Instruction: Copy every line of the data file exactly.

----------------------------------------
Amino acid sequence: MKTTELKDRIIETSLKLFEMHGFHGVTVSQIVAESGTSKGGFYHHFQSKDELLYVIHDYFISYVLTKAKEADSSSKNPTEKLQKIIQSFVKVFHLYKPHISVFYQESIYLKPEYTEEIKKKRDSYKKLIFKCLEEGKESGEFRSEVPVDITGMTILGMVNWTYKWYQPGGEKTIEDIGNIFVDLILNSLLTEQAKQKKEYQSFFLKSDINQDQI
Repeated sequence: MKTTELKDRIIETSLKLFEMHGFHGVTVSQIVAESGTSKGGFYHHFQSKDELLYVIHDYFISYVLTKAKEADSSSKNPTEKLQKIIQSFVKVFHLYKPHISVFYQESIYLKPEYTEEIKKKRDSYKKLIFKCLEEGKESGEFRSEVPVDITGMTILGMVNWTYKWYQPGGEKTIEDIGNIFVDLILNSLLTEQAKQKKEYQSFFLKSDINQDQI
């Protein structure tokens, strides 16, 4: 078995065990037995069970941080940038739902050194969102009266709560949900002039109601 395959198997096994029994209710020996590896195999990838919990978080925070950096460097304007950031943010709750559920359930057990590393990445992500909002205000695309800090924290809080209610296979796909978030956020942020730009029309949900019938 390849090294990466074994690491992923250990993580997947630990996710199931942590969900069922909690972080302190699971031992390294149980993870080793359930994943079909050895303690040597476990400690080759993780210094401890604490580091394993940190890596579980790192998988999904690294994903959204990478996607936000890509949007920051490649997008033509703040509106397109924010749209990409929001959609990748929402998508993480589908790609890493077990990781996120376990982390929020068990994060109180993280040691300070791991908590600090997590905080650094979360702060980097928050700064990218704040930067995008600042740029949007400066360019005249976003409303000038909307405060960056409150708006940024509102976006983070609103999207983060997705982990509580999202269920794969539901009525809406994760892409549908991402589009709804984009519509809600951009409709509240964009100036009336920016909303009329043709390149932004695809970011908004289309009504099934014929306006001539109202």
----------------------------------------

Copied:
Amino acid sequence: MKTTELKDRIIETSLKLFEMHGFHGVTVSQIVAESGTSKGGFYHHFQSKDELLYVIHDYFISYVLTKAKEADSSSKNPTEKLQKIIQSFVKVFHLYKPHISVFYQESIYLKPEYTEEIKKKRDSYKKLIFKCLEEGKESGEFRSEVPVDITGMTILGMVNWTYKWYQPGGEKTIEDIGNIFVDLILNSLLTEQAKQKKEYQSFFLKSDINQDQI
Repeated sequence: MKTTELKDRIIETSLKLFEMHGFHGVTVSQIVAESGTSKGGFYHHFQSKDELLYVIHDYFISYVLTKAKEADSSSKNPTEKLQKIIQSFVKVFHLYKPHISVFYQESIYLKPEYTEEIKKKRDSYKKLIFKCLEEGKESGEFRSEVPVDITGMTILGMVNWTYKWYQPGGEKTIEDIGNIFVDLILNSLLTEQAKQKKEYQSFFLKSDINQDQI
């Protein structure tokens, strides 16, 4: 078995065990037995069970941080940038739902050194969102009266709560949900002039109601 395959198997096994029994209710020996590896195999990838919990978080925070950096460097304007950031943010709750559920359930057990590393990445992500909002205000695309800090924290809080209610296979796909978030956020942020730009029309949900019938 390849090294990466074994690491992923250990993580997947630990996710199931942590969900069922909690972080302190699971031992390294149980993870080793359930994943079909050895303690040597476990400690080759993780210094401890604490580091394993940190890596579980790192998988999904690294994903959204990478996607936000890509949007920051490649997008033509703040509106397109924010749209990409929001959609990748929402998508993480589908790609890493077990990781996120376990982390929020068990994060109180993280040691300070791991908590600090997590905080650094979360702060980097928050700064990218704040930067995008600042740029949007400066360019005249976003409303000038909307405060960056409150708006940024509102976006983070609103999207983060997705982990509580999202269920794969539901009525809406994760892409549908991402589009709804984009519509809600951009409709509240964009100036009336920016909303009329043709390149932004695809970011908004289309009504099934014929306006001539109202």